By Carolyn McMillan
California Gov. Jerry Brown today (Jan. 10) proposed a state spending plan for the coming fiscal year that would provide a modest boost to the University of California's operating budget for 2013-14.
The state legislature still must agree to the spending plan, usually a lengthy negotiation process that continues through spring. If enacted, the plan would restore $256.5 million of the $900 million cut from the university's state funding over the past five years. The California State University system would receive a similar budget increase.
"The leadership of the University of California is grateful that Gov. Brown is proposing re-investment in higher education," said Patrick Lenz, UC's vice president of budget and capital resources. "After absorbing nearly a billion dollars in state funding cuts during the past five years, we see his budget proposal as a very positive step forward in a process that will unfold over the next several months."
Nearly half of the $256.5 million UC would receive under Brown's plan is revenue that had been promised in return for UC's decision to forego a tuition increase this year despite a $750 million reduction in state funding.
In addition to the new revenue, Brown's budget plan would shift general obligation bonds to the university's base budget, a move that would add $201.7 million for both capital and operating budget purposes at UC. An additional $10.2 million would be provided for debt service on lease purchase revenue bonds. The transfer of the general obligation bonds to the university is significant because future state budget adjustments would be based on a UC appropriation of $2.84 billion rather than the current $2.37 billion.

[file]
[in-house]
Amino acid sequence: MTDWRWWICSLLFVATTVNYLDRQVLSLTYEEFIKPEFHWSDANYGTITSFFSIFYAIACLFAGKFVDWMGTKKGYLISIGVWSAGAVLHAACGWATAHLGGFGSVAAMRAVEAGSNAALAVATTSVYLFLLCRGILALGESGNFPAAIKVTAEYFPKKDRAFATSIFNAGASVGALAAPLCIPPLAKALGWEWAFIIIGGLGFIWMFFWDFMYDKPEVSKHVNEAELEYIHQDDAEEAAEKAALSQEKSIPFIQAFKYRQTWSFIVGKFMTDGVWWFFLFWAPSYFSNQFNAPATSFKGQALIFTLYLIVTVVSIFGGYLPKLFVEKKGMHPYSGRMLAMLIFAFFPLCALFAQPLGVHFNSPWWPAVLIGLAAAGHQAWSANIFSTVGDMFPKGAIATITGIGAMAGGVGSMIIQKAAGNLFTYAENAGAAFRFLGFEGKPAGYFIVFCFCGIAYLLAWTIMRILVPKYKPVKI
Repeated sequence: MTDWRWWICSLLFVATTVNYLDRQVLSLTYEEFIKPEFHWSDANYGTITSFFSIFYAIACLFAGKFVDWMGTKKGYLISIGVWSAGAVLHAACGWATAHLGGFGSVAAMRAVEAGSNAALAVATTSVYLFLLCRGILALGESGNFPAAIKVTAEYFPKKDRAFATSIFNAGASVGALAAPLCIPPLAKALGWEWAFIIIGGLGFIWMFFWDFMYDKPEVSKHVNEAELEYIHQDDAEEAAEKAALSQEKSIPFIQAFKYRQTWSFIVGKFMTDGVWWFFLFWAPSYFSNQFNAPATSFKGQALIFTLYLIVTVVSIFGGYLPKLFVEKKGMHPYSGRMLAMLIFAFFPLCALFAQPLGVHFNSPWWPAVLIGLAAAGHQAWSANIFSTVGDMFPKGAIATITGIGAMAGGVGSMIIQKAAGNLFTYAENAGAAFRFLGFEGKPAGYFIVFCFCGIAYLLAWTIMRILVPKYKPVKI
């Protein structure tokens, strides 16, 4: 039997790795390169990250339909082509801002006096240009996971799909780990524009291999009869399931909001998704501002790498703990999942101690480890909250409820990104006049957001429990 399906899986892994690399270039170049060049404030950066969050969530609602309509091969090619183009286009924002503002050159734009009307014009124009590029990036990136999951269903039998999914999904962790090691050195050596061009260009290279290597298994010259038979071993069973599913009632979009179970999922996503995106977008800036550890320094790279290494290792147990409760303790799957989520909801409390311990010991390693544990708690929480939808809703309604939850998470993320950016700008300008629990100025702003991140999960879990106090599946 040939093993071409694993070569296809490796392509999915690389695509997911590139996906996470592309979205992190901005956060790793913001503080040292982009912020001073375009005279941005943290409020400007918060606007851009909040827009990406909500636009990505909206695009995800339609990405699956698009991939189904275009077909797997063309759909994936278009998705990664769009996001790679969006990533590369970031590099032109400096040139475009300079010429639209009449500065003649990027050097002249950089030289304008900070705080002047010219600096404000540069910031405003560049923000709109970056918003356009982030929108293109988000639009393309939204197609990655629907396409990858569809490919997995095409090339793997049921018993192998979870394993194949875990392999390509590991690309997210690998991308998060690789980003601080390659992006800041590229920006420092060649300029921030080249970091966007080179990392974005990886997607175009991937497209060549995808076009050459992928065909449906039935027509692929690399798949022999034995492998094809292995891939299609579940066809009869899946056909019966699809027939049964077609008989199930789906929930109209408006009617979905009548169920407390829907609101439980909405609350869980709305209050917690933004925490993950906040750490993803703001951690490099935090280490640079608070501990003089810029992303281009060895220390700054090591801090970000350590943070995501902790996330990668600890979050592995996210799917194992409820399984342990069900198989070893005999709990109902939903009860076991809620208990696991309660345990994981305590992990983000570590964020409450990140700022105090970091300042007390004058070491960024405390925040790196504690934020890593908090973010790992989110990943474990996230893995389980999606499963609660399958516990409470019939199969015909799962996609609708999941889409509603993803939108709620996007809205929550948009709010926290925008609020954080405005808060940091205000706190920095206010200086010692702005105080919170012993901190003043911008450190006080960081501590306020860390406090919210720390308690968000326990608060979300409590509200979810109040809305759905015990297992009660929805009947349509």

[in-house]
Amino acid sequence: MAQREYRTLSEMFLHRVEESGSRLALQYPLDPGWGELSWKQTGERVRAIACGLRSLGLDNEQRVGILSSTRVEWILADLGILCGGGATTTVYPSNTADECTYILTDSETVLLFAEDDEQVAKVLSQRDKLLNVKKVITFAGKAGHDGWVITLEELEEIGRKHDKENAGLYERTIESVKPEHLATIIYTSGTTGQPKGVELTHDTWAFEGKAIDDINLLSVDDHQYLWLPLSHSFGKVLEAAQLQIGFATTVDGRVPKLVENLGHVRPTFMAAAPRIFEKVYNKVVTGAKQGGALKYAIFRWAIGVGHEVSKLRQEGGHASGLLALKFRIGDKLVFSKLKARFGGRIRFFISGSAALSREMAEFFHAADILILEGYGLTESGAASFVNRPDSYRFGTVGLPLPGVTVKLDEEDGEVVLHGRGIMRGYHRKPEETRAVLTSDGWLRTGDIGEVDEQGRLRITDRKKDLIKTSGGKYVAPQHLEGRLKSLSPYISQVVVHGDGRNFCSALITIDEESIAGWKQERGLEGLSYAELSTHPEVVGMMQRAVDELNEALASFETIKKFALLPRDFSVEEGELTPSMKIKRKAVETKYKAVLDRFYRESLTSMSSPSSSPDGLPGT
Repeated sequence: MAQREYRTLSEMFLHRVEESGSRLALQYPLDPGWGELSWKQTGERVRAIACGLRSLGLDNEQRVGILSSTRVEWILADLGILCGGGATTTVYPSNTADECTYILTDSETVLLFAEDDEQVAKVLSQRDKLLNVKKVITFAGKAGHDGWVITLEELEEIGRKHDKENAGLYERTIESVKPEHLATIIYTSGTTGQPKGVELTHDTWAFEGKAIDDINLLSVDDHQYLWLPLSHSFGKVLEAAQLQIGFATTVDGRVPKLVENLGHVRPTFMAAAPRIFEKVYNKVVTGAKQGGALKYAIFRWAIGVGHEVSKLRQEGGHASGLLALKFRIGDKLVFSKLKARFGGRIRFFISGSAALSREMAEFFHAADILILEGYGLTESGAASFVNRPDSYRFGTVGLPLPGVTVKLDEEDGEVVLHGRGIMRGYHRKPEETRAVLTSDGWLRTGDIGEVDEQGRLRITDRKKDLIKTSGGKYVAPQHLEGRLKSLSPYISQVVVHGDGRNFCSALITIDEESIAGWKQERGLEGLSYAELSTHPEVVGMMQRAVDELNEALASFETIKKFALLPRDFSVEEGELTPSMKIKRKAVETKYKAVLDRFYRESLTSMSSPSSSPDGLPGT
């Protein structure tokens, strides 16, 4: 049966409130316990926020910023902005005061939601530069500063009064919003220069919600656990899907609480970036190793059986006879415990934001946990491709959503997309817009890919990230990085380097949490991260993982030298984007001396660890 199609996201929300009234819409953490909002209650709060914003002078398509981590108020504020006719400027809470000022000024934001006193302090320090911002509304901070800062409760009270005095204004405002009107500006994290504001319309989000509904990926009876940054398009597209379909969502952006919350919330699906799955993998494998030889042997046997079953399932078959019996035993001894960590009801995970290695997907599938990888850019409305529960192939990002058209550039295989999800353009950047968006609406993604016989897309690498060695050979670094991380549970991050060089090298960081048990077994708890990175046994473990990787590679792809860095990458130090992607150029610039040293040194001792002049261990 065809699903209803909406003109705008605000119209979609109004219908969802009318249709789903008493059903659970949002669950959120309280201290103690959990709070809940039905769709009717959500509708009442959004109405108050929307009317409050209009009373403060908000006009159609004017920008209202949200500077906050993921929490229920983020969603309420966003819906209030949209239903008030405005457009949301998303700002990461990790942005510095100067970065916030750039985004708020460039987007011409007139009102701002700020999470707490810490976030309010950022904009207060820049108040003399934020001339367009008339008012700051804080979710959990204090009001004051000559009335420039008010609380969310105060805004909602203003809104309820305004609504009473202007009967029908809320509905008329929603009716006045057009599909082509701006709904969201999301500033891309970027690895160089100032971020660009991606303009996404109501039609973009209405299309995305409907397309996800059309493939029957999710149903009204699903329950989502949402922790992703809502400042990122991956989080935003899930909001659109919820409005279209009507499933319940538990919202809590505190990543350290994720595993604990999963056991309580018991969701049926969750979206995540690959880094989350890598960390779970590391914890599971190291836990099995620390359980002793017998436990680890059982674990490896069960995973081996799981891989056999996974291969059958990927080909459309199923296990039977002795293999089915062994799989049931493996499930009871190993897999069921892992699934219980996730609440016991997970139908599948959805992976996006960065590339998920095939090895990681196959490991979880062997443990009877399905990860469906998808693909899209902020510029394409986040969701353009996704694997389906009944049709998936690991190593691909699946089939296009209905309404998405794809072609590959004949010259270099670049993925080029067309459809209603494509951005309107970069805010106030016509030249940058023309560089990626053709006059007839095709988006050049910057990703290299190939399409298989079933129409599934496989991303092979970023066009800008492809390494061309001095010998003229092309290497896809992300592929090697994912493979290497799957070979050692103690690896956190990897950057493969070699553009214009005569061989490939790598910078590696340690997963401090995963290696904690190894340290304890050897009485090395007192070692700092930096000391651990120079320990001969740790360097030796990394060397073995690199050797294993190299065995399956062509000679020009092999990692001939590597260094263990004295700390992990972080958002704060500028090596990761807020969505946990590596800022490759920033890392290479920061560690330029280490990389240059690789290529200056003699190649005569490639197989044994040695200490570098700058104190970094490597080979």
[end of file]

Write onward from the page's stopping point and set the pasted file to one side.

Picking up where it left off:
UC officials said they were still reviewing the details of Brown's budget but agreed with its emphasis on holding down operating costs and ensuring that UC remains affordable to the state's students and families.
Lenz noted that UC is well on track to reducing systemwide administrative expenses by half a billion dollars over a five-year period, part of its ongoing effort to cut costs, find new revenue sources and work more efficiently.
"The state's recent disinvestment in higher education has forced significant tuition increases, but it's important to remember that tuition revenue covered only about 38 percent of the budget gap resulting from the cuts in state funding," Lenz said. "The rest of the shortfall was met through spending cutbacks, efficiencies and alternative revenue sources.
"Nonetheless, the university has continued to offer a seat to all eligible students wishing to attend UC and has ensured access for students from low- and moderate-income families. As a result, nearly half of all resident UC undergraduate students pay no tuition. We share Gov. Brown's interest in stabilizing tuition, and will explore every opportunity to do so."